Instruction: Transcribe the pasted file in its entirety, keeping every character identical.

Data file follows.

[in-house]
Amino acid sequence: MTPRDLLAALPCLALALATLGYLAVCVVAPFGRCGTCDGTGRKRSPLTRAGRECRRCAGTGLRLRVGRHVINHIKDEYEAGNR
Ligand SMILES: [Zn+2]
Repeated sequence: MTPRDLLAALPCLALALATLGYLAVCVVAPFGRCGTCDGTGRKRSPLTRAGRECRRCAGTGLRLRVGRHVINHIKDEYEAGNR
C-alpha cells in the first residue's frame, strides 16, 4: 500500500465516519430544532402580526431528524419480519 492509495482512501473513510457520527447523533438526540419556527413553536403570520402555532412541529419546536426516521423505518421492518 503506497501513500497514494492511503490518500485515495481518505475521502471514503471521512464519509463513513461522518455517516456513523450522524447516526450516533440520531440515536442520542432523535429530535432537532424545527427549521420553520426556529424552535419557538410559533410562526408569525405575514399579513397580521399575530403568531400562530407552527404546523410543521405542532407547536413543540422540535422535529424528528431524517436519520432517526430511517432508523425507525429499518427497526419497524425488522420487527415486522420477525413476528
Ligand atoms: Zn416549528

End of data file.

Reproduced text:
[in-house]
Amino acid sequence: MTPRDLLAALPCLALALATLGYLAVCVVAPFGRCGTCDGTGRKRSPLTRAGRECRRCAGTGLRLRVGRHVINHIKDEYEAGNR
Ligand SMILES: [Zn+2]
Repeated sequence: MTPRDLLAALPCLALALATLGYLAVCVVAPFGRCGTCDGTGRKRSPLTRAGRECRRCAGTGLRLRVGRHVINHIKDEYEAGNR
C-alpha cells in the first residue's frame, strides 16, 4: 500500500465516519430544532402580526431528524419480519 492509495482512501473513510457520527447523533438526540419556527413553536403570520402555532412541529419546536426516521423505518421492518 503506497501513500497514494492511503490518500485515495481518505475521502471514503471521512464519509463513513461522518455517516456513523450522524447516526450516533440520531440515536442520542432523535429530535432537532424545527427549521420553520426556529424552535419557538410559533410562526408569525405575514399579513397580521399575530403568531400562530407552527404546523410543521405542532407547536413543540422540535422535529424528528431524517436519520432517526430511517432508523425507525429499518427497526419497524425488522420487527415486522420477525413476528
Ligand atoms: Zn416549528